Key Insights On Using Medications In Wound Care

When it comes to patients with wounds, medications and supplements may help abate the pain and spur healing. These expert panelists discuss key considerations with the use of supplements and pharmaceuticals for wound pain and neuropathic wounds.

Q: What medications or supplements do you use for wound pain?

A: For Kazu Suzuki, DPM, CWS, appropriate wound debridement and applying a moist wound dressing are the most important keys in managing wound pain. For wound pain associated with debridement, Lee C. Rogers, DPM, suggests applying topical lidocaine gel or lidocaine soaked gauze. If this is insufficient, he says injecting an anesthetic in the periulcerative area or performing debridement in the OR can mitigate the pain.

   If the wound pain results from a dressing change, Dr. Rogers uses a non-adherent dressing such as Mepilex or Mepitel (Molnlycke) with Safetac silicone technology. He says an alternative would be soaking the dressing with an anesthetic prior to removal. For patients with pain due to VAC therapy (KCI) dressing changes, he notes one can turn off the suction, infiltrate the foam with lidocaine and let it set for a few minutes.

   Kathy Satterfield, DPM, says there is often a misperception that all wound patients are insensate but notes this is obviously not always the case. She treats patients’ wound pain “very aggressively,” often doing so in concert with physicians at pain clinics.

   If patients do not have pain relief with a hydrocodone/acetaminophen tablet (Vicodin, Abbott Laboratories) on a TID to QID basis, Dr. Satterfield refers them to a pain clinic. If the patient needs an additional modality such as a fentanyl patch for pain management, she defers to the pain management specialist.

   “It is good for referrals. It is good practice. It is just good medicine,” she notes.

   When it comes to pain medication, Dr. Suzuki uses an escalating approach that he learned from a pain management doctor. He will start with acetaminophen (Tylenol, McNeil) 1,000 mg four times a day. If this is not effective, Dr. Suzuki will consider hydrocodone/acetaminophen 5/500, 7.5/750, 10/660. If the pain continues unabated, he will consider oxycodone/acetaminophen (Percocet, Endo Pharmaceuticals) 5/325, 10/650.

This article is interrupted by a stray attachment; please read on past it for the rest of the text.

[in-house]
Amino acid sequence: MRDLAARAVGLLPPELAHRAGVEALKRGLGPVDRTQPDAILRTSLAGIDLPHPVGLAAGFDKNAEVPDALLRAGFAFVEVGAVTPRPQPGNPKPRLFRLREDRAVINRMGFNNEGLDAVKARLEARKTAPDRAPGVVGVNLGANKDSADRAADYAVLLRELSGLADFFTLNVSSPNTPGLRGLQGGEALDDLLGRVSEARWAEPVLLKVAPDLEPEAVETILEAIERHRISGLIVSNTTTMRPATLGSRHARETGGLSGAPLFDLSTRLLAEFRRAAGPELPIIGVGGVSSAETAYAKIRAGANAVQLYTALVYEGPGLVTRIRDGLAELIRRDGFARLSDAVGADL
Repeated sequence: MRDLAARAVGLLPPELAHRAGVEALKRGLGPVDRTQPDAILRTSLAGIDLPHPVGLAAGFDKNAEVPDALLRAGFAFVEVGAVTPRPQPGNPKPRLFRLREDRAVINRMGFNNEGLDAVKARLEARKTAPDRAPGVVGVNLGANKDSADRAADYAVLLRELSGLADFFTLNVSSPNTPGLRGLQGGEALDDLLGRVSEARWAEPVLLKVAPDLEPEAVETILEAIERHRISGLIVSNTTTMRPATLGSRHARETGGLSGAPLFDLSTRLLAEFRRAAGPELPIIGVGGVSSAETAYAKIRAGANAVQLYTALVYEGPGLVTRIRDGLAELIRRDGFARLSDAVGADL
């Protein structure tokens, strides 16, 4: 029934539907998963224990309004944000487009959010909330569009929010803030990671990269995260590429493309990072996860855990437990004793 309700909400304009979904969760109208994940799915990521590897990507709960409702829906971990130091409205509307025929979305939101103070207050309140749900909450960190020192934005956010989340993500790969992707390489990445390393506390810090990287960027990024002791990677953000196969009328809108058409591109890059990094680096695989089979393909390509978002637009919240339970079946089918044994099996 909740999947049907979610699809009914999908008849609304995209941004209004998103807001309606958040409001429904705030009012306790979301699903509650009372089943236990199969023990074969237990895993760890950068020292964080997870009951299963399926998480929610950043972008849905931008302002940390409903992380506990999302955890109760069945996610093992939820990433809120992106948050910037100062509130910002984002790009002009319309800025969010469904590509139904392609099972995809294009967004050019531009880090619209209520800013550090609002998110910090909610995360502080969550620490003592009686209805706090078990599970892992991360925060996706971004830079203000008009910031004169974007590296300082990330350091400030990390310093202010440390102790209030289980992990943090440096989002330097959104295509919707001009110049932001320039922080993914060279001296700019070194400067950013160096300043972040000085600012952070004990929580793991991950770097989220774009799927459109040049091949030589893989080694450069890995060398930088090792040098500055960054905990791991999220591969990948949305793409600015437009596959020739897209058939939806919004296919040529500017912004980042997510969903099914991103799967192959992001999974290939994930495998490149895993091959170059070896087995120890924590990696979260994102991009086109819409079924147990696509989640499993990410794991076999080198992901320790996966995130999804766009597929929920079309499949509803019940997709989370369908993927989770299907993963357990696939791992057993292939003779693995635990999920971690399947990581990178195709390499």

Sometimes Dr. Suzuki might prescribe extended-release oxycodone (Oxycontin, Purdue Pharma) if the patient has chronic pain and has been on opioid medications for a long time. If that is not enough, he will not hesitate to send patients to the pain management clinic as they may benefit from a transdermal pain patch or spinal injections of anesthetic/steroid medication.

Q: What drugs do you use to treat neuropathic pain?

A: Although there are several drugs that physicians may utilize for painful diabetic neuropathy (PDN), Dr. Rogers notes only two drugs have a FDA indication for this type of pain. These drugs are duloxetine (Cymbalta, Eli Lilly) and pregabalin (Lyrica, Pfizer). Dr. Suzuki mostly prescribes pregabalin 50 mg (starting with qhs and titrating up to TID) and duloxetine 30 mg (starting with QD for one week and then titrating up to 60 mg QD). He may add acetaminophen and opioid pain medications if the pain is severe but Dr. Suzuki says opioids should be a last resort.

   Dr. Rogers says other drugs that are commonly used without specific PDN indications are amitriptyline (Elavil, AstraZeneca), gabapentin (Neurontin, Pfizer), tramadol (Ultram, Ortho-McNeil) and oxycodone.

   Dr. Rogers notes that reviews of drug efficacies using the number needed to treat (NNT) can provide some guidance. He emphasizes caution when it comes to ensuring proper dosing. Dr. Rogers points out that dosing used in clinical trials is often higher than the dosing noted in the indications for the given drug, and dosing can vary depending upon what you are treating.

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